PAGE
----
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Asian J Androl. 2017 Mar-Apr;19(2):184-190. doi: 10.4103/1008-682X.190323.

Fatty acid intake in relation to reproductive hormones and testicular volume among young healthy men.

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Department of Environmental Health, Harvard School of Public Health, Boston, Massachusetts, USA.
Department of Health and Social Sciences, Division of Preventive Medicine and Public Health, University of Murcia School of Medicine, IMIB-Arrixaca, Espinardo (Murcia), Spain.
Department of Nutrition, Harvard School of Public Health, Boston, Massachusetts, USA.
Department of Epidemiology, Harvard School of Public Health, Boston, Massachusetts, USA.
Channing Division of Network Medicine, Department of Medicine, Brigham and Women's Hospital and Harvard Medical School, Boston, Massachusetts, USA.
Roca Fertility, Advanced Clinic Management SLU, Murcia, Spain.
Department of Urology, Massachusetts General Hospital, Boston, Massachusetts, USA.
Department of Surgery, Harvard Medical School, Boston, Massachusetts, USA.
CIBER Epidemiology and Public Health (CIBERESP), Institute of Health III (ISCIII), Madrid, Spain.
Department of Public Health, Miguel Hernández University, Elche-Alicante, Spain.
Department of Growth and Reproduction, University of Copenhagen, Rigshospitalet, Copenhagen, Denmark.
Regional Campus of International Excellence "Campus Mare Nostrum", University of Murcia, Murcia, Spain.


Emerging evidence suggests that dietary fats may influence testicular function. However, most of the published literature on this field has used semen quality parameters as the only proxy for testicular function. We examined the association of fat intake with circulating reproductive hormone levels and testicular volume among healthy young Spanish men. This is a cross-sectional study among 209 healthy male volunteers conducted between October 2010 and November 2011 in Murcia Region of Spain. Participants completed questionnaires on lifestyle, diet, and smoking, and each underwent a physical examination, and provided a blood sample. Linear regression was used to examine the association between each fatty acid type and reproductive hormone levels and testicular volumes. Monounsaturated fatty acids intake was inversely associated with serum blood levels of calculated free testosterone, total testosterone, and inhibin B. A positive association was observed between the intake of polyunsaturated fatty acids, particularly of omega-6 polyunsaturated fatty acids, and luteinizing hormone concentrations. In addition, the intake of trans fatty acids was associated with lower total testosterone and calculated free testosterone concentrations (P trend = 0.01 and 0.02, respectively). The intake of omega-3 polyunsaturated fatty acids was positively related to testicular volume while the intake of omega-6 polyunsaturated fatty acids and trans fatty acids was inversely related to testicular volume. These data suggest that fat intake, and particularly intake of omega 3, omega 6, and trans fatty acids, may influence testicular function.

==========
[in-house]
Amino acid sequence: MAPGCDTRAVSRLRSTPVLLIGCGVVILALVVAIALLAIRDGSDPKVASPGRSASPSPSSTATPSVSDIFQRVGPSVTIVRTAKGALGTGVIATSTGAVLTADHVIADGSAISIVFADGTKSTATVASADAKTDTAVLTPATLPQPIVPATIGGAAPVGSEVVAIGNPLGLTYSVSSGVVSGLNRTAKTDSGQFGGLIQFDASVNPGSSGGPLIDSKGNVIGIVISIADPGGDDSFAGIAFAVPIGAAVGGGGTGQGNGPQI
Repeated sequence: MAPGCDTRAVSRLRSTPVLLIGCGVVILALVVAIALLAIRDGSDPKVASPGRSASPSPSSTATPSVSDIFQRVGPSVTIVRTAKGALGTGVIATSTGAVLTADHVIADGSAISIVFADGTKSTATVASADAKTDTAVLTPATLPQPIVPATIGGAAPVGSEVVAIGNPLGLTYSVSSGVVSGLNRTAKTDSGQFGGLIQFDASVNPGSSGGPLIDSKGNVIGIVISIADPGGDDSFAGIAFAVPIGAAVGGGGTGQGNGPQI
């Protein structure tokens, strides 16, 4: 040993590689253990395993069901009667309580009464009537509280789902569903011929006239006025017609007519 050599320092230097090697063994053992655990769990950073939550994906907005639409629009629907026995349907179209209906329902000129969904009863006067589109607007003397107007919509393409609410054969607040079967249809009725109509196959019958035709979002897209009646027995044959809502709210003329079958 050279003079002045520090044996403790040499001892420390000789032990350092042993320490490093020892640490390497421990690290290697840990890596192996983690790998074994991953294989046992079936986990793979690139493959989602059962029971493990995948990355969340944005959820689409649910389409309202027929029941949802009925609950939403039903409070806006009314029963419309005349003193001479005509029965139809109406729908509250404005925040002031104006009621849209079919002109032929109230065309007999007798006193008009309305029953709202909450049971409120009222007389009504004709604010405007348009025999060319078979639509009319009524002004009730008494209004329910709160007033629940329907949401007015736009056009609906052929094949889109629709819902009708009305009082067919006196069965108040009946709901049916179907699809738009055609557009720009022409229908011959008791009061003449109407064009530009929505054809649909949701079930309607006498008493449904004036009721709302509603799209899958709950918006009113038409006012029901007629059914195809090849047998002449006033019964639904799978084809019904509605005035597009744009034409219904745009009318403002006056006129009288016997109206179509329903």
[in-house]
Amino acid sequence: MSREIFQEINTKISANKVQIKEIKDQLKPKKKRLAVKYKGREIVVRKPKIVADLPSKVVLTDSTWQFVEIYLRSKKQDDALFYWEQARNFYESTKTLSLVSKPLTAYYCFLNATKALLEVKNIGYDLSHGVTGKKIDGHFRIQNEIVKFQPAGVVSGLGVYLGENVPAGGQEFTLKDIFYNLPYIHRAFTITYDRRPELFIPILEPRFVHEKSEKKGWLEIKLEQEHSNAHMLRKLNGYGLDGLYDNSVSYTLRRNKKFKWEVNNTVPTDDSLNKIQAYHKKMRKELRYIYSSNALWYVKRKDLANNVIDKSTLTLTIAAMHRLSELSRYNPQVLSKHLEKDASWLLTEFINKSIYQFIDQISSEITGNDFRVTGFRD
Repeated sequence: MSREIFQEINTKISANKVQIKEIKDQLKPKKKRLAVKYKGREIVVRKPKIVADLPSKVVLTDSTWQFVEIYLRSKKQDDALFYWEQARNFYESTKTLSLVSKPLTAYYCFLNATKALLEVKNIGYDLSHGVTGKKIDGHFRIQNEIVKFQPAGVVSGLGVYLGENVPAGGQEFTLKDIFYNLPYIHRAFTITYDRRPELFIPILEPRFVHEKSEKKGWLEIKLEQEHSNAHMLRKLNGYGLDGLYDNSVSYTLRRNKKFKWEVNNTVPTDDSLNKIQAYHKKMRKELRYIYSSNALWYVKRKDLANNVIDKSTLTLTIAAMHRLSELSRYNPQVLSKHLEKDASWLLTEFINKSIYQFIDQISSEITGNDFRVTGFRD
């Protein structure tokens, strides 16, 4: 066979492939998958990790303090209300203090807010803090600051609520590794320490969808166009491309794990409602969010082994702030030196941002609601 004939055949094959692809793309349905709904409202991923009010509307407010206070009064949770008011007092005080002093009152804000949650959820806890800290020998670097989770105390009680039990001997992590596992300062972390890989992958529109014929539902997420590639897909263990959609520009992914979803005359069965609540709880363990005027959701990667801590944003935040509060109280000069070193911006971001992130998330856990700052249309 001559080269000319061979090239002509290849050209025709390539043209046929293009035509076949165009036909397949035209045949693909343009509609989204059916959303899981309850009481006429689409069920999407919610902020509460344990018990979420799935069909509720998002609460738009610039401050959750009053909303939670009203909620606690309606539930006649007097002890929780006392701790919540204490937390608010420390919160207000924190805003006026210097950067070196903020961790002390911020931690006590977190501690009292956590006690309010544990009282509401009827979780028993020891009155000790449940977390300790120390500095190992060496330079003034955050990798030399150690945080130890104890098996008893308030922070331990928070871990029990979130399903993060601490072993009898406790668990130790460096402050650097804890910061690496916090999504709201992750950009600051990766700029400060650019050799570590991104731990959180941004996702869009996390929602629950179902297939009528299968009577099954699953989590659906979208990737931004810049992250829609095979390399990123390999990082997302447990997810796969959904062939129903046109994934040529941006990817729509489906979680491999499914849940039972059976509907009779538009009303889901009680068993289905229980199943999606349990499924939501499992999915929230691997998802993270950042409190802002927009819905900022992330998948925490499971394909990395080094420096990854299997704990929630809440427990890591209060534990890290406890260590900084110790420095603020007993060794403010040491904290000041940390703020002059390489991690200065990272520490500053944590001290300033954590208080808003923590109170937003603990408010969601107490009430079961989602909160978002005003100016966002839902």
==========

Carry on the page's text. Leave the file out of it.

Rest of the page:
[Available on 2017-03-01]
[Indexed for MEDLINE]
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